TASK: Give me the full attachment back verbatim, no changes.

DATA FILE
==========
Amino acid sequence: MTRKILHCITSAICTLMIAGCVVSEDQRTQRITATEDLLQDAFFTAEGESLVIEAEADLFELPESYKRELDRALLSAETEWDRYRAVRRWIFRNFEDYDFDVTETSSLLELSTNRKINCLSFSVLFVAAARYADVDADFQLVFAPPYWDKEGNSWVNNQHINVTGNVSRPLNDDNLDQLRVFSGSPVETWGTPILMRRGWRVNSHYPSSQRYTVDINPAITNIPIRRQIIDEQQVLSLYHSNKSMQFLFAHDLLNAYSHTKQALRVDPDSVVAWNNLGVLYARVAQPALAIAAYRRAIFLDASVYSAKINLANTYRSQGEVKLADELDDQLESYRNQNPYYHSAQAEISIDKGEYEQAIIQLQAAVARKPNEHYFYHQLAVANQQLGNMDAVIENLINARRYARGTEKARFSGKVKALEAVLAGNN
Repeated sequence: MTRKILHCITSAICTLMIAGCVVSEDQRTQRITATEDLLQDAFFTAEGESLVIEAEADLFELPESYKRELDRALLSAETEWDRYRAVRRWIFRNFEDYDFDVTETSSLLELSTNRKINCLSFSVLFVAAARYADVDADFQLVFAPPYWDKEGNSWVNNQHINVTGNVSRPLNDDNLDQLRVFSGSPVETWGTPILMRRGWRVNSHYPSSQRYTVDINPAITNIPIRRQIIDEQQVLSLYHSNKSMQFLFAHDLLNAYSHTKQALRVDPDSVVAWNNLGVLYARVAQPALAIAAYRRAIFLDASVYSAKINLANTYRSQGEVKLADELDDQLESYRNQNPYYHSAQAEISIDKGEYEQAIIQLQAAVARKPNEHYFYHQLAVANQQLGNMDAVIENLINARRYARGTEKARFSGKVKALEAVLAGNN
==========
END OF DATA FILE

Amino acid sequence: MTRKILHCITSAICTLMIAGCVVSEDQRTQRITATEDLLQDAFFTAEGESLVIEAEADLFELPESYKRELDRALLSAETEWDRYRAVRRWIFRNFEDYDFDVTETSSLLELSTNRKINCLSFSVLFVAAARYADVDADFQLVFAPPYWDKEGNSWVNNQHINVTGNVSRPLNDDNLDQLRVFSGSPVETWGTPILMRRGWRVNSHYPSSQRYTVDINPAITNIPIRRQIIDEQQVLSLYHSNKSMQFLFAHDLLNAYSHTKQALRVDPDSVVAWNNLGVLYARVAQPALAIAAYRRAIFLDASVYSAKINLANTYRSQGEVKLADELDDQLESYRNQNPYYHSAQAEISIDKGEYEQAIIQLQAAVARKPNEHYFYHQLAVANQQLGNMDAVIENLINARRYARGTEKARFSGKVKALEAVLAGNN
Repeated sequence: MTRKILHCITSAICTLMIAGCVVSEDQRTQRITATEDLLQDAFFTAEGESLVIEAEADLFELPESYKRELDRALLSAETEWDRYRAVRRWIFRNFEDYDFDVTETSSLLELSTNRKINCLSFSVLFVAAARYADVDADFQLVFAPPYWDKEGNSWVNNQHINVTGNVSRPLNDDNLDQLRVFSGSPVETWGTPILMRRGWRVNSHYPSSQRYTVDINPAITNIPIRRQIIDEQQVLSLYHSNKSMQFLFAHDLLNAYSHTKQALRVDPDSVVAWNNLGVLYARVAQPALAIAAYRRAIFLDASVYSAKINLANTYRSQGEVKLADELDDQLESYRNQNPYYHSAQAEISIDKGEYEQAIIQLQAAVARKPNEHYFYHQLAVANQQLGNMDAVIENLINARRYARGTEKARFSGKVKALEAVLAGNN